On this pleasant and cloudy evening soaked in the “music of rain” and accompanied by majestic Ashoka trees peeking from outside of my cubicle windows, I’m incredibly honored to contemplate and write about the whisper-silent, mountain-shaking, and time-stoping life of Dennis MacAlistair Ditchie, nerd-fully known by his user name dmr.
Computer technology has become an indispensable element of our lives. Human ingenuity is at its peak because of it. That old line “nothing is impossible” has imbibed into everyone’s life from toothless grandparents to chubby babies. Why you ask? Because of the powerful toy we have at our disposal. The toy which realizes everything we ask it to. The toy which works tirelessly until we stop it. The toy that never fails. The toy that never gives up. Reminds me of the toy Sherif in my favorite movie Toy Story. Who gave this toy called computer (everything is computer in one way or the other) such an amazing intellect !? It’s those mindful programs that run it. Collection of these programs aimed at performing a definite function is called software. Software is the soul of our toy. Would it not be a blessing to dedicate a moment of our day to pay gratitude to the man who designed the language to write programs? If you read this post to the end and close your eyes, and get the image of Dennis Ritchie in your mind, consider yourself one of the luckiest.
Born on September the 9th, 1941 in Bronxville, New York. His father Alistair E. Ritchie too was a long time Bell Labs scientist. His family moved to Summit, New Jersey where he graduated from Summit High School. He graduated from Harvard University with degrees in physics and applied mathematics.
Ritchie stayed on at Harvard to do graduate work, but while working at the computer centre at the Massachusetts Institute of Technology he decided he was more interested in computing than mathematics. He was recruited by the Sandia National Laboratories, which conducted atomic weapons research and testing. Then in 1967 he was recruited by Bell Labs to work on a new operating system known as Multics. When Bell pulled out of the project in 1969 after four years of development on the grounds that it was proving too complicated and costly, Ritchie and Ken Thompson (one more legendary computer scientist at Bell Labs) began rethinking about the software philosophy and came up with Unix – “a kind of treacherous pun on Multics”, as Ritchie once explained.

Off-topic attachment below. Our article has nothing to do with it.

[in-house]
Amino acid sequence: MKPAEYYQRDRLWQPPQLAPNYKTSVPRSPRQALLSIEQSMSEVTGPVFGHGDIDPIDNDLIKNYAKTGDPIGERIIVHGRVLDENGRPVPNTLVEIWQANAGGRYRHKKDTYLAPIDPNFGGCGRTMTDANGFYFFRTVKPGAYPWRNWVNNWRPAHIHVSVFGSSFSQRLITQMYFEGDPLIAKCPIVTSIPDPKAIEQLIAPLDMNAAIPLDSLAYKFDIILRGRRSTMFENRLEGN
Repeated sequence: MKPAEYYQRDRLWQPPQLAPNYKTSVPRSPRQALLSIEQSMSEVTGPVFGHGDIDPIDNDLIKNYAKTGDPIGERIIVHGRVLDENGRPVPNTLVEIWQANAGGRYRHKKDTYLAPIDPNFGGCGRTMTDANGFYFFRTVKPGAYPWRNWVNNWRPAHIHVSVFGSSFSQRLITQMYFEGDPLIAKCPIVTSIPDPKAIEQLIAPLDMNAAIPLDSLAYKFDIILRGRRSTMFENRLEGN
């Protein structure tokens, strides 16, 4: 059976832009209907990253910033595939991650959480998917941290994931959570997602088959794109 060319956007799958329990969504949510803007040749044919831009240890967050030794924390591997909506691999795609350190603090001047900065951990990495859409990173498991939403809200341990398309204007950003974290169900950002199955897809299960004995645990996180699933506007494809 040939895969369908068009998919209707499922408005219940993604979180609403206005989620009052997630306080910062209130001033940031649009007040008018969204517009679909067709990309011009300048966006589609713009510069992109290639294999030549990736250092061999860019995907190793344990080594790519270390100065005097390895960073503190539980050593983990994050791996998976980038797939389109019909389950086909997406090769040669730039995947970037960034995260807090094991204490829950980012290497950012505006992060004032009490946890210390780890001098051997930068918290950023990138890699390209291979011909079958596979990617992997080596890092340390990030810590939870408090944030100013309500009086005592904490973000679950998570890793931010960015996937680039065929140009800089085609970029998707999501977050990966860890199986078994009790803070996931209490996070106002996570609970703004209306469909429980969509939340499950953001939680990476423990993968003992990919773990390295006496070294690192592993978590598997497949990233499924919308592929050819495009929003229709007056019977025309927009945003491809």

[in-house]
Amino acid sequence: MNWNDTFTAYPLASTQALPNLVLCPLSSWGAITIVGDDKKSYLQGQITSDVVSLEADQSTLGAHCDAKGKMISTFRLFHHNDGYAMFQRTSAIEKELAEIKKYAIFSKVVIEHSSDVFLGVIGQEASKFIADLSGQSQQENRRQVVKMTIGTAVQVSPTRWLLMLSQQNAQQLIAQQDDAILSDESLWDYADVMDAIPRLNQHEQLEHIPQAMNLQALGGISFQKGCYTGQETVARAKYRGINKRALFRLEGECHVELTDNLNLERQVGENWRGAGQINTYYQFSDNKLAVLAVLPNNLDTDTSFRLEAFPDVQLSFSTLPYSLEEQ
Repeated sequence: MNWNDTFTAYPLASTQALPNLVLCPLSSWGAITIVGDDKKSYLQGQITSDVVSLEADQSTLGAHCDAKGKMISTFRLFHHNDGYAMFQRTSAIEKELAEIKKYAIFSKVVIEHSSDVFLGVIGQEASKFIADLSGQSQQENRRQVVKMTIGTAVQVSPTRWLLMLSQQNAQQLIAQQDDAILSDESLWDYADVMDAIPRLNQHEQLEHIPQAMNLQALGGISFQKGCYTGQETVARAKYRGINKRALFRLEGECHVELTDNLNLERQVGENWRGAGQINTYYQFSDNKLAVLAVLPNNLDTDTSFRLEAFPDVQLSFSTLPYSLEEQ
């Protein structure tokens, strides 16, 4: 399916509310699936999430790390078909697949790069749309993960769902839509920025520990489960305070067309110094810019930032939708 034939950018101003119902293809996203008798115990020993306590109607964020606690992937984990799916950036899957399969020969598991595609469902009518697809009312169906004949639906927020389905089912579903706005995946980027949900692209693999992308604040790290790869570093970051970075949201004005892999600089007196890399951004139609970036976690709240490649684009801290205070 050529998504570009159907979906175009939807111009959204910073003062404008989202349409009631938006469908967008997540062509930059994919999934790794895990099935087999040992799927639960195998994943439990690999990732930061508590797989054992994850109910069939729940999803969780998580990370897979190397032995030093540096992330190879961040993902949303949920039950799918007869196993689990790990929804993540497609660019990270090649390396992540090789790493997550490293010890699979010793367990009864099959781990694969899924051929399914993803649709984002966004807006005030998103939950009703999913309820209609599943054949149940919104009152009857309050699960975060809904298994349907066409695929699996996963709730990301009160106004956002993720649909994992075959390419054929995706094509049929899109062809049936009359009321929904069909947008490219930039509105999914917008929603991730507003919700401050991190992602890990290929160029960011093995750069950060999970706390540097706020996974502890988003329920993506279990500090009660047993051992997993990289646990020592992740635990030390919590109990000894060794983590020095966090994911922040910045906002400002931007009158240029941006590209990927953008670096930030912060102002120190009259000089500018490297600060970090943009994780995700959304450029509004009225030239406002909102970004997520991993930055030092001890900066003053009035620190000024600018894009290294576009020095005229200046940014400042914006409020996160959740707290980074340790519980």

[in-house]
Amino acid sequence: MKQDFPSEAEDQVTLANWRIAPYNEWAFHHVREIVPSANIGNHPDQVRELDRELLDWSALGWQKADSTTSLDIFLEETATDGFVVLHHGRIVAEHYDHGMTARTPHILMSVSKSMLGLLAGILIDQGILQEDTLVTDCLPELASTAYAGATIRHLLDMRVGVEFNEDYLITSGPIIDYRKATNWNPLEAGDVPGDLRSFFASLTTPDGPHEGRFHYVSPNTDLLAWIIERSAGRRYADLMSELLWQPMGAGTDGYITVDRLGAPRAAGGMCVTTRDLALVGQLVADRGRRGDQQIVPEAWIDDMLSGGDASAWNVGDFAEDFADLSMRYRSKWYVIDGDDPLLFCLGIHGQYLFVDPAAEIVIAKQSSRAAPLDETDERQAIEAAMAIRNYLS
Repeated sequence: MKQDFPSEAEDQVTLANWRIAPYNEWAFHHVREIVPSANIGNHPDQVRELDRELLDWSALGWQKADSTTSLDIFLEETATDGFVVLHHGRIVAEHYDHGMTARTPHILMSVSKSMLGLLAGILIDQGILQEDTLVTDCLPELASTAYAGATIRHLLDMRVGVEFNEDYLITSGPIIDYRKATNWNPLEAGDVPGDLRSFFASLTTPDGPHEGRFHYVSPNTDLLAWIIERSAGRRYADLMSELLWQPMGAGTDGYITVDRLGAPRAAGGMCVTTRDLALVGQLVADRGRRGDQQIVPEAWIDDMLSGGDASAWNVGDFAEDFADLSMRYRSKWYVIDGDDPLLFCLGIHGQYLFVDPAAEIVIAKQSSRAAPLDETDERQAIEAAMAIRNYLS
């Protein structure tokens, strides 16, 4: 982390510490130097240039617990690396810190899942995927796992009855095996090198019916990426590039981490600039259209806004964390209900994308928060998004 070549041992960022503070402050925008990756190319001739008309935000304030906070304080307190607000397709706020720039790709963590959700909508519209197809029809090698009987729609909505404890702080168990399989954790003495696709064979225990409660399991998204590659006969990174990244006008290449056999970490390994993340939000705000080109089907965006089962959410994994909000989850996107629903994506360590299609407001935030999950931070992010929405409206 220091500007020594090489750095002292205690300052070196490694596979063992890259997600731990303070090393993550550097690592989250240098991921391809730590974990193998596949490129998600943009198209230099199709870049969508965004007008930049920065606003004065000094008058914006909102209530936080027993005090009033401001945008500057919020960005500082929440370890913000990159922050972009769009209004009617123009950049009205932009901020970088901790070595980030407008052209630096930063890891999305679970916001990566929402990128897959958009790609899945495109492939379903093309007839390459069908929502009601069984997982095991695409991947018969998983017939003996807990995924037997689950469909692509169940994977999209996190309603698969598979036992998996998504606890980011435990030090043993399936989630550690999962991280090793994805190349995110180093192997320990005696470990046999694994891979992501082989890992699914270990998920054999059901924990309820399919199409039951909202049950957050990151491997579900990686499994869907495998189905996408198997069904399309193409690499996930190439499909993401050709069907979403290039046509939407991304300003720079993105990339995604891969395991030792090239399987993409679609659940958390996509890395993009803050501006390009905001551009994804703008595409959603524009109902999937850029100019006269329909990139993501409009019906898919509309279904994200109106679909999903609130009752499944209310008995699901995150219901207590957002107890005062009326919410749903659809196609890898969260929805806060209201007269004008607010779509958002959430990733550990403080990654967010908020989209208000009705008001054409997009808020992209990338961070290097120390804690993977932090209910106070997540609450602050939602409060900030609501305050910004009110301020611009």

Work on Unix began at AT&T’s Bell Laboratories in the late 1960s at a time when computers were generally huge, complex to use and typically overseen by men in white coats who jealously guarded access to them. The idea behind Unix was to design an easily portable system that could be run on the cheaper and smaller “minicomputers” that were in the early stages of development at the time. Ritchie explained that their aim was to produce “a system around which fellowship can form”.
Ritchie and his colleague Ken Thompson, the two researchers assigned to the project, set to work on the core components of the new operating system (known as shell, editor and assembler) and persuaded the Bell Labs patent department to acquire a full-sized DEC computer, known as the PDP7, and run Unix on it.